Using games and AI to maximize cultural intelligence in the workplace

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US companies spend $177 billion annually on talent development. But with increasing competition in the job market during the Great Resignation, expectations are growing. Employees are now demanding more diverse opportunities and have become candid about what will fuel their motivation and loyalty. Key items include training and progressive diversity, equality, inclusion and connectedness (DEIB) solutions. According to PwC, 85% of women and 74% of men look for employers with diversity and inclusion strategies.

But with an abundance of easily accessible educational content online, how can employers differentiate their talent development offerings to attract, develop and retain the best employees? Many of today’s top companies are now turning to games and artificial intelligence (AI), which can enhance the human experience and maximize cultural intelligence in the workplace. Let’s see how this combination works.

Why traditional talent development is no longer enough

In a competitive job market, the strength of your people is closely linked to positive business results. Strategically recruiting and deploying top candidates and retaining them long after they come on board are vital to mitigate risk, achieve goals and objectives, and future-proof for continued success. Talent development has long been considered a strategic core initiative to engage and empower a company’s workforce, but now we see the old tactics no longer work.

In the past, employers would send their staff to training courses or have them read popular books on skill building or coaching. Next came the annual reviews meant to critique and inspire. These traditional talent development tools, focused on knowledge acquisition, have been used more to improve a company’s ROI than to drive employee development. Today’s workforce still craves intellectual growth, but they demand more “targeted” employee development opportunities in addition to meaningful work.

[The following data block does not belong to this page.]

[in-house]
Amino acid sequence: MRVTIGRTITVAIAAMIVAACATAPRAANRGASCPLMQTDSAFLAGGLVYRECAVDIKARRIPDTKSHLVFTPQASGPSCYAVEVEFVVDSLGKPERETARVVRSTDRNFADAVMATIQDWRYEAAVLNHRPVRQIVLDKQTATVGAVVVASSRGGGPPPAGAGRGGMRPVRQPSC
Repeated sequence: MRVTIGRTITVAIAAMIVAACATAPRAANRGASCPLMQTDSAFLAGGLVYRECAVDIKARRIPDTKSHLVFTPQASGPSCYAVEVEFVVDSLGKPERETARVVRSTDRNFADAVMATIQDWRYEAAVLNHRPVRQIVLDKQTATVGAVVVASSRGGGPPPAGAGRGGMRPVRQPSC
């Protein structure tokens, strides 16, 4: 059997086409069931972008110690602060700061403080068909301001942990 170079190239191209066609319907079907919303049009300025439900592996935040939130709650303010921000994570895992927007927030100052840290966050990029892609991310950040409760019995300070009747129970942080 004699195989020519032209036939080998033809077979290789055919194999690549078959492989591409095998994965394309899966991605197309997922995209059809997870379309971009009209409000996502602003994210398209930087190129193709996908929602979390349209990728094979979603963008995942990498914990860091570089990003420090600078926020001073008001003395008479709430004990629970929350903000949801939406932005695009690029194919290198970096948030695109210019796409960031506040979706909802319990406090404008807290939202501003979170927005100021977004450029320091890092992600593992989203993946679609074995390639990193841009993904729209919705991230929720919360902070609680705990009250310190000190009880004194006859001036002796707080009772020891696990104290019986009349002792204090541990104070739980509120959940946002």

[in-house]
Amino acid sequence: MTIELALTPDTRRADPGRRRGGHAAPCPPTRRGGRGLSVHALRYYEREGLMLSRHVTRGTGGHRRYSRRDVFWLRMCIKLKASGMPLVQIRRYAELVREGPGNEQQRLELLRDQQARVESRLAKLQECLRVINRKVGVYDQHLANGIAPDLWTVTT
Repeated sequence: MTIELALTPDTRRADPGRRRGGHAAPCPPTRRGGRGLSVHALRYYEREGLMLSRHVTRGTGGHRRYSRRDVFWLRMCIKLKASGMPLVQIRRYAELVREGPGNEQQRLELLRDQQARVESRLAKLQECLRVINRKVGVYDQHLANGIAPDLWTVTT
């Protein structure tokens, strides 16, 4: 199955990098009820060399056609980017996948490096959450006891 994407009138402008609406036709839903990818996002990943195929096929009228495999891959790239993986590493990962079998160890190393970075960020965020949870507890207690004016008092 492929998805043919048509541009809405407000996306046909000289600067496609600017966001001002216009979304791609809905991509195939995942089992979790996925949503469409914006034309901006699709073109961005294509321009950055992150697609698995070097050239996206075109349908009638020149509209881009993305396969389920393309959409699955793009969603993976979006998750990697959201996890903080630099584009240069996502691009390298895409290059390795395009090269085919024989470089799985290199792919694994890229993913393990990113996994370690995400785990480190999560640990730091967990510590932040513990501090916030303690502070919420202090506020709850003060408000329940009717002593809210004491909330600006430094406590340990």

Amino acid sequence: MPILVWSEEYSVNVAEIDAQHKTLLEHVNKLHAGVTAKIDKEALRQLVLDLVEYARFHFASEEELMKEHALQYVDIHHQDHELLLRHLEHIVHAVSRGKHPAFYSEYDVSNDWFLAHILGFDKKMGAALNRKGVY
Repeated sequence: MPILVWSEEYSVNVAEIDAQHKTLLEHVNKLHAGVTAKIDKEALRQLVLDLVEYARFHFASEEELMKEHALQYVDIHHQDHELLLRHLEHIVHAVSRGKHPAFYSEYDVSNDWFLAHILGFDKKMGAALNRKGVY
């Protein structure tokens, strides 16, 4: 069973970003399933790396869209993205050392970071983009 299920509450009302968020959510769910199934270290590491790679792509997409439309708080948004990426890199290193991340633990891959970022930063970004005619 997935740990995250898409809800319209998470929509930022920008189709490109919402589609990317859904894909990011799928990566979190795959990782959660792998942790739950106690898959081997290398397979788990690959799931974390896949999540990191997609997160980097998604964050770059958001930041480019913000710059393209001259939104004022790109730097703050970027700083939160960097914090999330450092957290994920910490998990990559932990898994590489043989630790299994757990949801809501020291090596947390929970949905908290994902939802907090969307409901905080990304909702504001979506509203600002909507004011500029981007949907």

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The internet has spawned a plethora of niche solutions, including upskilling platforms, learning management systems, and online course providers. Even a quick browser search for “talent development” gets us over a billion hits. The sheer amount of educational content available now can be overwhelming. How can an employee choose when there is so much choice?

There’s also the fact that many of us don’t know what we want to learn, let alone what we need to learn. Often, recommended or required content isn’t delivered in the employee’s preferred learning style or offered at the ideal time to learn, so information isn’t preserved as well as it could be.

Wherever the content comes from, it is important to understand that we cannot (and should not) separate DEIB from talent development. DEIB must be inherently integrated into all learning content and experiences. And we need to provide these development opportunities in a way that empowers everyone to be most successful in the workplace.

The importance of instilling DEIB in the workforce

Our definition of DEIB must go beyond the demographics of employees and what categories they represent. We need to be more intentional and more humane, because the goal is to change and improve behavior.

Unfortunately, when trying to introduce DEIB to the workforce, many organizations rely on methods such as lectures, panels, surveys, and pre-recorded videos. These methods help disseminate information, but fall short when it comes to changing employee behavior. Technology is often used to track the participation or number of different hires, but not to track the impact, change or development of employees’ mindsets.

What’s missing are repetitive real-world experiences that allow people to spot mistakes, biases, voids, gaps, and areas of development without feeling like they have to be put on the defensive. People need hands-on experience to continuously develop core skills such as communication, listening, vulnerability, empathy and compassion.